The Malaysian Bar and the Bar Council are governed by the Legal Profession Act 1976, and it is this statute that the government proposes to amend. It is our understanding that these amendments are being proposed by the government on its own initiative, that the Bar was not consulted during the drafting process, and that the Bar Council strongly opposes them. The government’s proposed amendments would impose wholesale changes on the way in which the Bar elects its governing council and organizes its annual meeting. Without the consent of the Bar itself, these proposed changes constitute an unacceptable interference with the Bar’s right to form a “self-governing association” and to “exercise its functions without external interference,” as set out by the UN Basic Principles on the Role of Lawyers.[3]

This letter will highlight a few of the provisions of the government’s proposed amendments that we view as most problematic.

Selection of Members of the Bar Council
Under the Legal Profession Act, the members of the Bar Council consist of: (a) the president and vice-president of the Malaysian Bar; (b) 12 members elected throughout the country by way of postal ballot; (c) the chairmen of each of the 12 State Bar Committees, each of whom has been elected by the members of the respective State Bar; and (d) one member elected by each of the 12 State Bars at their annual general meeting. All members are thus lawyers who have been selected by other members of the Bar.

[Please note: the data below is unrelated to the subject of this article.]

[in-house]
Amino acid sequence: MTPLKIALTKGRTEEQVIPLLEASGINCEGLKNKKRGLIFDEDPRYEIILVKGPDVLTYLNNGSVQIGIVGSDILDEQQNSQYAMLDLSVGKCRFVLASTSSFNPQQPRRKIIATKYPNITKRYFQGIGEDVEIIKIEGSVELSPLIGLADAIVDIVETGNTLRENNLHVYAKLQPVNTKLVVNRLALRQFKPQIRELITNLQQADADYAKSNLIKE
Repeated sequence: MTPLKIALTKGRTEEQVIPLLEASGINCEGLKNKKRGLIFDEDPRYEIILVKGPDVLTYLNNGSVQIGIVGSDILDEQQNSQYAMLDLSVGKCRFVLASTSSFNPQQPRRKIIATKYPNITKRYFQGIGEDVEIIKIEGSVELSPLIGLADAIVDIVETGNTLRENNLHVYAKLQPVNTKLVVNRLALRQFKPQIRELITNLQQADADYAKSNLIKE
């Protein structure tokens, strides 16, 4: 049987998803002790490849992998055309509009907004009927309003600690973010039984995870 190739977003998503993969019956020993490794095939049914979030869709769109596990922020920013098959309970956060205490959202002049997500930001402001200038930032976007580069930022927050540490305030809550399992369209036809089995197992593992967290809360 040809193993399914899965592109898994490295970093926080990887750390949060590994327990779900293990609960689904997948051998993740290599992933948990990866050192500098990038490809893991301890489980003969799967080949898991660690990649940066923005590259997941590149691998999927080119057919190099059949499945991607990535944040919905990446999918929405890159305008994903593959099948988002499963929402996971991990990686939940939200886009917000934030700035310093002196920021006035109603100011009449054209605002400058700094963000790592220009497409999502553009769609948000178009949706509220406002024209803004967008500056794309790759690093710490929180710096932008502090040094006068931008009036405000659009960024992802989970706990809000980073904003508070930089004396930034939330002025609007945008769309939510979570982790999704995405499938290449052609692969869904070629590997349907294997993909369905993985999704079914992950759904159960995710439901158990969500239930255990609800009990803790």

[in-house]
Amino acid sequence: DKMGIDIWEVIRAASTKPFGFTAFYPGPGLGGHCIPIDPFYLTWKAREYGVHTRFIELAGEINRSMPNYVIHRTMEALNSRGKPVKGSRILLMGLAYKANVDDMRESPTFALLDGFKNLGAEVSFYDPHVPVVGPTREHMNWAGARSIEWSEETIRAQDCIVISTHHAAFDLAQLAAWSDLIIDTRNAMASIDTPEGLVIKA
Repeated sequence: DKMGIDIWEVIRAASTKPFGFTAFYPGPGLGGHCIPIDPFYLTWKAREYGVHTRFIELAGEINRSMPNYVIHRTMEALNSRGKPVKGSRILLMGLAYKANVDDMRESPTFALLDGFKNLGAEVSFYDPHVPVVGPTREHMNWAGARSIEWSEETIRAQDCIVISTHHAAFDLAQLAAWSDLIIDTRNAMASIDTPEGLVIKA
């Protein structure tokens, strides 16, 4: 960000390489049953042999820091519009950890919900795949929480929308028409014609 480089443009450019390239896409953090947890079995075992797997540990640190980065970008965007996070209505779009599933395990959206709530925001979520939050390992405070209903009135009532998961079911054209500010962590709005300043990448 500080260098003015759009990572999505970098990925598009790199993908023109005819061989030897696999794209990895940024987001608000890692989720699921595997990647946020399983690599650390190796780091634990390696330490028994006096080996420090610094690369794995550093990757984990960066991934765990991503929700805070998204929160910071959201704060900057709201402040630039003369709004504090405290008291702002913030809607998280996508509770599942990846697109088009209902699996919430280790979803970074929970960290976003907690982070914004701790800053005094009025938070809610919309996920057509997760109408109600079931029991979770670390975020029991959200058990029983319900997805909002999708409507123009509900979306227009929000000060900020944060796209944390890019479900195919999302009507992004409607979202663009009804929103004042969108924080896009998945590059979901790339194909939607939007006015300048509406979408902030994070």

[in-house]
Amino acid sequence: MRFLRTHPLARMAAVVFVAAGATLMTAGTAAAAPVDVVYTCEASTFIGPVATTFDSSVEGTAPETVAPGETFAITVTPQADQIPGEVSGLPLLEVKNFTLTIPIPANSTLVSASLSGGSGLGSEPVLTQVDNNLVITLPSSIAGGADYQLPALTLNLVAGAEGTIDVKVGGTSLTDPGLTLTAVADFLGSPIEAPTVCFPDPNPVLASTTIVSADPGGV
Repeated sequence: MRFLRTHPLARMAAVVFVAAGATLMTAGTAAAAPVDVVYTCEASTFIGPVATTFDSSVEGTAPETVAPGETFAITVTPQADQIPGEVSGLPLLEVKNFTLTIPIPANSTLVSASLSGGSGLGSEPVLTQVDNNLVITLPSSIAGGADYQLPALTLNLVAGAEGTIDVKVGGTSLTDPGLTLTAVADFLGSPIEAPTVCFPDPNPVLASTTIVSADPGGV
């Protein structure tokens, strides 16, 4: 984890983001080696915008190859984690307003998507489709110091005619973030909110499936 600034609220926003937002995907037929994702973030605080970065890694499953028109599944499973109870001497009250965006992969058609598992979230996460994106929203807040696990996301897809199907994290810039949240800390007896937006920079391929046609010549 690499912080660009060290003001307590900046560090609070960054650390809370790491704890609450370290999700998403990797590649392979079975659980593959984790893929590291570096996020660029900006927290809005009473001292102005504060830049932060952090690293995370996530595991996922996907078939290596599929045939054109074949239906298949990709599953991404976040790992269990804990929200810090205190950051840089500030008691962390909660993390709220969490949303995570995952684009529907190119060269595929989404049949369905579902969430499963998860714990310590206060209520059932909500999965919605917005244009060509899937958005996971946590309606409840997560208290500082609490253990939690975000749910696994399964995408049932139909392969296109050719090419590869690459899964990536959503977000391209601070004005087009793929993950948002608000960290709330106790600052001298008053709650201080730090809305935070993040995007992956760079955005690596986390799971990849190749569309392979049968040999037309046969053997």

The government’s proposed amendments to the Legal Profession Act would alter the process for selecting members of the Bar Council in a number of very troubling ways. Human Rights Watch is particularly concerned about the proposal that would authorize the minister in charge of legal affairs to appoint two members of the Bar Council. Attorney General Mohamed Apandi Ali wrote in a column for Berita Harian Ahad that “the government does not have any intention of controlling the Bar Council,” but noted that the amendments were necessary “to ensure a better relationship between the Bar Council and the government.”[4]